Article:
High Frequency Trends in the Isotopic Composition of Superstorm Sandy

Stephen P. Good, Derek V. Mallia, Elizabeth H. Denis, Katherine H. Freeman, Xiahong Feng, Shuning Li, Nicolas Zegre, John C. Lin, Gabriel J. Bowen

Research output: Chapter in Book/Report/Conference proceedingChapter

Abstract

Reliable forecasts of extra-tropical cyclones such as Superstorm Sandy require accurate understanding of their thermodynamic evolution. Within such systems, the evaporation, transport, and precipitation of moisture alters stable isotope ratios of cyclonic waters and creates spatio-temporal isotopic patterns indicative of synoptic-scale processes. Here, high-frequency records of precipitation isotope ratios from four sites (West Lebanon, NH; Baltimore, MD; State College, PA; and Colcord, WV) are used to investigate the development of Sandy as the storm made landfall and moved inland. These high-frequency records are also combined with a Lagrangian backward transport model to create a general relationship between precipitation deuterium-excess and moisture source conditions. Based on this general relationship, the evolution of precipitation efficiency within Superstorm Sandy is mapped through time using a set of distributed isotope collections. These maps identify a region of high-precipitation efficiency near storm's core where intense rainfall rates likely exceeded the resupply of moisture as well as outlying rain-bands of lower precipitation efficiency possibly influenced by entrainment of a mid-western cold front.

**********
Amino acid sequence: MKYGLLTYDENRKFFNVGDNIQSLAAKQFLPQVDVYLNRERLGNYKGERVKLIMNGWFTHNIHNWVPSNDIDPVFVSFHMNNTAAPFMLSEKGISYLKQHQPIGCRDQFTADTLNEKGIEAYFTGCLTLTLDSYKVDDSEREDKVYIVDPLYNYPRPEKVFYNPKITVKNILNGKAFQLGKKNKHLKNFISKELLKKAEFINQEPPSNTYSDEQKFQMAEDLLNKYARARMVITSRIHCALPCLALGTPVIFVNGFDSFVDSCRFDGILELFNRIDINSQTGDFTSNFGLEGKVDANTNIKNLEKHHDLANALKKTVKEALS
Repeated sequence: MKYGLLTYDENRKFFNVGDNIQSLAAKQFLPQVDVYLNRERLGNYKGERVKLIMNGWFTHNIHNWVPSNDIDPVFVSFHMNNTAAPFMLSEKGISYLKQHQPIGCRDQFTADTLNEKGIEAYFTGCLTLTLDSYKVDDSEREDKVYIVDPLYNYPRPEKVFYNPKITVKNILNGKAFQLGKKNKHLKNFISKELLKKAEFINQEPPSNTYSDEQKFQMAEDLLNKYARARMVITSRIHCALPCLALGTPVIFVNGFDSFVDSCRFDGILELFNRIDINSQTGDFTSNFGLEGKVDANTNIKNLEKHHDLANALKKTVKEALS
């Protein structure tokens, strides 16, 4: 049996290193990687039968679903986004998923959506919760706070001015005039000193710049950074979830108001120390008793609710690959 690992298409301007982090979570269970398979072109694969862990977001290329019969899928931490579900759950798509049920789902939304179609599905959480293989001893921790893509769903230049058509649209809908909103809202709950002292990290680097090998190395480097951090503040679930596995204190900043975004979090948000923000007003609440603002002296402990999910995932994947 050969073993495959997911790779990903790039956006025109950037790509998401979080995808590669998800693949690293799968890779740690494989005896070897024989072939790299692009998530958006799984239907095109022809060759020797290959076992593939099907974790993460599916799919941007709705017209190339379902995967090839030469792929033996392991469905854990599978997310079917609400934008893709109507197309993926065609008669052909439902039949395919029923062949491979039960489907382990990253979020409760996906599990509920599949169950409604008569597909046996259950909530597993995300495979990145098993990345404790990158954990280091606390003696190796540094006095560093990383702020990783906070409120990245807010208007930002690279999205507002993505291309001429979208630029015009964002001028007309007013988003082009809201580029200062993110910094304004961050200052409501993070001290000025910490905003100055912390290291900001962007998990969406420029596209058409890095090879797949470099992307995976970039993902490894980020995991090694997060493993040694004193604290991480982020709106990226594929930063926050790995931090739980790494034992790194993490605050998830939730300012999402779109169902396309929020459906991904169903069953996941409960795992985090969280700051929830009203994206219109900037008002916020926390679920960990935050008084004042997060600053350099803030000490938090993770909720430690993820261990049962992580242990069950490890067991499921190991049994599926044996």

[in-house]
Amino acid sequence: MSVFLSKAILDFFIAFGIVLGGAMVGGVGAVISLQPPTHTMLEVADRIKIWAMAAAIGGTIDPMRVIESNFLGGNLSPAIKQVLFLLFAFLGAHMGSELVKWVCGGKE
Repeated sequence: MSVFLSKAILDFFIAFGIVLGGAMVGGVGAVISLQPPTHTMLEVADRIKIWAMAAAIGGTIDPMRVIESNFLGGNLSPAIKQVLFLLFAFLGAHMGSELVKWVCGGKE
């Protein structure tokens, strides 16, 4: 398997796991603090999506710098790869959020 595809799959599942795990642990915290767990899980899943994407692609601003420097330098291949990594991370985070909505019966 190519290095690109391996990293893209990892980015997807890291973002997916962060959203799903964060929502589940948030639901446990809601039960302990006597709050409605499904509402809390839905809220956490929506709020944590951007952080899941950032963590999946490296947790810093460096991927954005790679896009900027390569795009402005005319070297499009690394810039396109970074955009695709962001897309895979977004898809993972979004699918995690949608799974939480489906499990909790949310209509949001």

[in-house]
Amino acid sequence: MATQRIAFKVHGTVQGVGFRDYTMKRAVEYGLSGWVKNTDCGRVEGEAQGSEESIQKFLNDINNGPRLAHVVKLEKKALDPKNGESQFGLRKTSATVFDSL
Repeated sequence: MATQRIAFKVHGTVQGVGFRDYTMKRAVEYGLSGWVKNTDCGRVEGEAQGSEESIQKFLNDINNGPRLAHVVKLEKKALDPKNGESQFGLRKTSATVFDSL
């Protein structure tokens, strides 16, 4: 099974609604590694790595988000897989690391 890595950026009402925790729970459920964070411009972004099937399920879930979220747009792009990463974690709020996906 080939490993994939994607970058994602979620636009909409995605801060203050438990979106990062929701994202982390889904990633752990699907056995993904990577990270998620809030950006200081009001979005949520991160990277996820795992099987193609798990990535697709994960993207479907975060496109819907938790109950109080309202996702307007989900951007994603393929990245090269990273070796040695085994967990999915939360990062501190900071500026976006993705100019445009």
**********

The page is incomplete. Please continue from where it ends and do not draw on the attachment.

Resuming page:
Original languageEnglish (US)
Title of host publicationLearning from the Impacts of Superstorm Sandy
PublisherElsevier Inc.
Pages41-55
Number of pages15
ISBN (Electronic)9780128016527
ISBN (Print)9780128015209
DOIs
StatePublished - Jan 1 2015

All Science Journal Classification (ASJC) codes

  • Earth and Planetary Sciences(all)

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    Good, S. P., Mallia, D. V., Denis, E. H., Freeman, K. H., Feng, X., Li, S., Zegre, N., Lin, J. C., & Bowen, G. J. (2015). High Frequency Trends in the Isotopic Composition of Superstorm Sandy. In Learning from the Impacts of Superstorm Sandy (pp. 41-55). Elsevier Inc.. https://doi.org/10.1016/B978-0-12-801520-9.00004-3